Bat Fungal-Disease Toll Advances to 6.7 Million in U.S., Canada

A fungal disease has killed 6.7 million bats in North America, up from a prior estimate of 1 million, the Center for Biological Diversity said in a report, citing biologists.

Biologists at the Northeast Bat Working Group’s annual meeting last week raised the estimate of deaths caused by white- nose syndrome, a fungal disease that attacks the mammals while they hibernate, the center said in a report. The syndrome now infects bat colonies in 16 U.S. states and four Canadian provinces. The disease was first discovered in 2006 in New York and has spread from Nova Scotia to Tennessee, the center said.

The value of bug-eating bats to the U.S. agriculture industry is about $22.9 billion a year, according to a report in the journal Science last year. Bats’ pest-suppression value to agriculture is about $74 an acre, according to the report published on April 1. As the disease spreads to crop-producing areas, pesticide costs may mount, the Center for Biological Diversity said.

“The loss of so many bug-eating bats has likely had an impact on insect populations, including those that are pests on crops,” the center said. “Since the bat disease has only shown up in the Midwest and South in the last couple of years, the full effects of declining bat numbers on regions more strongly dominated by agriculture than the Northeast may take some time to show up.”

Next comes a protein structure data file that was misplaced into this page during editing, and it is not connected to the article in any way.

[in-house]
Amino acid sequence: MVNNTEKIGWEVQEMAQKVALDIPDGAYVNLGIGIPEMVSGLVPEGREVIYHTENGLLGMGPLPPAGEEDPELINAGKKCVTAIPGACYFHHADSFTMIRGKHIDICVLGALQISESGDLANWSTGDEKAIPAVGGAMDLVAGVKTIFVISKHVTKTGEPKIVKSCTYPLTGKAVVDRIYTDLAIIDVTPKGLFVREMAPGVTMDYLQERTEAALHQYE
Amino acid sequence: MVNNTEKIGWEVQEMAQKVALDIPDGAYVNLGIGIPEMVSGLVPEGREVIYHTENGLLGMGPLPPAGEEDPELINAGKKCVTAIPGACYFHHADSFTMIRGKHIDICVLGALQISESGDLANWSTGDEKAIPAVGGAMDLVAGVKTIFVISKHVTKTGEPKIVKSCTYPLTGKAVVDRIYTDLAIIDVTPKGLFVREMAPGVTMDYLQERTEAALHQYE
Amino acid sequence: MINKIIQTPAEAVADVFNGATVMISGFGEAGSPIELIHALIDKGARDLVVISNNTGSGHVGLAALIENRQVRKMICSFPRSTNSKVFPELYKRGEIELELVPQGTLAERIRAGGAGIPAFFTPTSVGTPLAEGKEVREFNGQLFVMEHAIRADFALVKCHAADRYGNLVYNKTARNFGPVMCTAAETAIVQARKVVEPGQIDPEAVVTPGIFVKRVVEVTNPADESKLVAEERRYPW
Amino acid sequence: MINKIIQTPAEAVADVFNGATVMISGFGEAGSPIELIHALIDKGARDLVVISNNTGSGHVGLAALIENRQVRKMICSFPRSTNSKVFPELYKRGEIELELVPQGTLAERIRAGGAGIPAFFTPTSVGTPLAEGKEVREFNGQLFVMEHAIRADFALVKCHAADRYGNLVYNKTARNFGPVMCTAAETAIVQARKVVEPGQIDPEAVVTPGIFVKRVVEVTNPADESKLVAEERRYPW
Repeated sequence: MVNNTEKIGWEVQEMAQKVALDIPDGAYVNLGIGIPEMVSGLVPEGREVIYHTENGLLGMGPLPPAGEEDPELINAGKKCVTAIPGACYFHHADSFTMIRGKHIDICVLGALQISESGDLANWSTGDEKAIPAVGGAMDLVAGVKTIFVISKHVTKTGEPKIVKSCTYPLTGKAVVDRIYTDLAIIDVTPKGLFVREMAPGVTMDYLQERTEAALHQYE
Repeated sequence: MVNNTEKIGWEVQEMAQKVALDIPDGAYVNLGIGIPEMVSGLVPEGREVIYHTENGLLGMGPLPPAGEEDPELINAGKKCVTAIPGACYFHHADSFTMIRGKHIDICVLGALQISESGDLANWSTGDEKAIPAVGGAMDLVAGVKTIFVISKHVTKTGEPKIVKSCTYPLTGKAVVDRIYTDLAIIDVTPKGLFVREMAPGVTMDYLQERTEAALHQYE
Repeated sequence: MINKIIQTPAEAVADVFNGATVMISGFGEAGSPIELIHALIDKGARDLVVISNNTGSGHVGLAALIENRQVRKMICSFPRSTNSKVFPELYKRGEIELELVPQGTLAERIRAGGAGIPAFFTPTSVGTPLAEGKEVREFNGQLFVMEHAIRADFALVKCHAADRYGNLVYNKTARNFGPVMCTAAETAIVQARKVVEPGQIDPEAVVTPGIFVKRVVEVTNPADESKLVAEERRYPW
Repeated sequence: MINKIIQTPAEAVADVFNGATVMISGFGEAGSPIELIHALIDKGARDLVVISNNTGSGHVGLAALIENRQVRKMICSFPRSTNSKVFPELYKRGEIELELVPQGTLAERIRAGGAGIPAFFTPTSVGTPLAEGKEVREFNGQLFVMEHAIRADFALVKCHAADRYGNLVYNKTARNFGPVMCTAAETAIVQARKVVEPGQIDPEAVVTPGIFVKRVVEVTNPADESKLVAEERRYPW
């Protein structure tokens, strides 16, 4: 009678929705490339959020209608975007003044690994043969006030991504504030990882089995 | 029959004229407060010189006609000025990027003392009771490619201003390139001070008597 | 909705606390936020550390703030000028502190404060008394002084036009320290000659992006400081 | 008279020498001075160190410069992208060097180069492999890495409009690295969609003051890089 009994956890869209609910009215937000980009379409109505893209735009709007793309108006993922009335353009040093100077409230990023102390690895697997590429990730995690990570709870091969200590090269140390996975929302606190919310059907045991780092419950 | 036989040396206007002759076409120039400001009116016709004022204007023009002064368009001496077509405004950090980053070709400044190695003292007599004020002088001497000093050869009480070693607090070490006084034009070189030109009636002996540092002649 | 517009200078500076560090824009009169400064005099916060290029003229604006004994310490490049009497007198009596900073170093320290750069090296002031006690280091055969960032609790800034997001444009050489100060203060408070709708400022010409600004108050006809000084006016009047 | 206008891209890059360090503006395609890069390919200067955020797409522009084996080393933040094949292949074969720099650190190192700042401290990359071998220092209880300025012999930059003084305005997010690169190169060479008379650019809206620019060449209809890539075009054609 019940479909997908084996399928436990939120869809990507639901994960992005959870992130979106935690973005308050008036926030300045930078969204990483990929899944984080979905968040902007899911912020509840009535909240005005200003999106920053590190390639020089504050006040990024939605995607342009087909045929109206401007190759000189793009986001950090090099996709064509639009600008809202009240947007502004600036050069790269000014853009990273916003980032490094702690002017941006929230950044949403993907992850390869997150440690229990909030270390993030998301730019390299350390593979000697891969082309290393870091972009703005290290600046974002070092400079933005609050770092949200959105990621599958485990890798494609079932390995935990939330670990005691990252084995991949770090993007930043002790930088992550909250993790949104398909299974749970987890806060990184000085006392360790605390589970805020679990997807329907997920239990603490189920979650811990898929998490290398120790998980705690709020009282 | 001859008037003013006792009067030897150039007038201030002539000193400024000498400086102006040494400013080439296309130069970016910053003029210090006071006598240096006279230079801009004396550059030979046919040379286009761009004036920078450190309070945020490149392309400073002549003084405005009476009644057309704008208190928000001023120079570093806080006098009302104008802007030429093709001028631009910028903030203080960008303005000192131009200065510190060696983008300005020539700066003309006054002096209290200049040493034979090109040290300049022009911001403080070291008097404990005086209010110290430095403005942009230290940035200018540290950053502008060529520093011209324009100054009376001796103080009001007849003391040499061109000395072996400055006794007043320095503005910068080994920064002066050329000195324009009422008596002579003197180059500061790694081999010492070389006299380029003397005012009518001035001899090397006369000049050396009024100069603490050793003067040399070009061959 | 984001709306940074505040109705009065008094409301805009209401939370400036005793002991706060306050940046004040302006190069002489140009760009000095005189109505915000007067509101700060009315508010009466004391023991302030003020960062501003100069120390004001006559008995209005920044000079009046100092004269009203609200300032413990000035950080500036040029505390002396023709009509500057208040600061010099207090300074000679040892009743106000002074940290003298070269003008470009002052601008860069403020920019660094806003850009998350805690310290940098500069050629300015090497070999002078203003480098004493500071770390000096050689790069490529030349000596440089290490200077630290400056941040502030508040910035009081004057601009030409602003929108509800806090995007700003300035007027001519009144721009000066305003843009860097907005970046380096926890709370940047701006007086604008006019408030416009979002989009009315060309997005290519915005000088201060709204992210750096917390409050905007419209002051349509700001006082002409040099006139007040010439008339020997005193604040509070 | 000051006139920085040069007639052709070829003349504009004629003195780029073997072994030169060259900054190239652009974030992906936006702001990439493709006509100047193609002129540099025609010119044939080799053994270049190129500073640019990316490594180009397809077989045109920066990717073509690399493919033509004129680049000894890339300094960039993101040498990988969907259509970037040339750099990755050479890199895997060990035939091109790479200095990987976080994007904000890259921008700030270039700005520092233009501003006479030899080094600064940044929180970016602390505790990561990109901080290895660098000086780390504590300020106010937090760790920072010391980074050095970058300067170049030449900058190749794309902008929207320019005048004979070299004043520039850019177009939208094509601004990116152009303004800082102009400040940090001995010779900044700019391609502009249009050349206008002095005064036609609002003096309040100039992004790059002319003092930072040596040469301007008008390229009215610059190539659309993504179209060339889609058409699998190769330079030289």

The U.S. government has allotted $4 million for research and management of the disease, according to the report. Researchers have been seeking a cause for the illness since 2006, when it was first noted in a photograph taken by a recreational cave explorer in New York, David Blehert, a researcher at the U.S. Geological Survey in Madison, Wisconsin, said in October.

It’s unclear where the fungus originated. The bats catch the illness through physical contact, and it isn’t spread through the air, scientists have said. If infected bats are removed from hibernation, warmed and given food and water, they can recover from white nose syndrome, Blehert said in October.

To contact the reporter on this story: Tony C. Dreibus at

To contact the editor responsible for this story: Claudia Carpenter at

Press spacebar to pause and continue. Press esc to stop.

Bloomberg reserves the right to remove comments but is under no obligation to do so, or to explain individual moderation decisions.

Please enable JavaScript to view the comments powered by Disqus.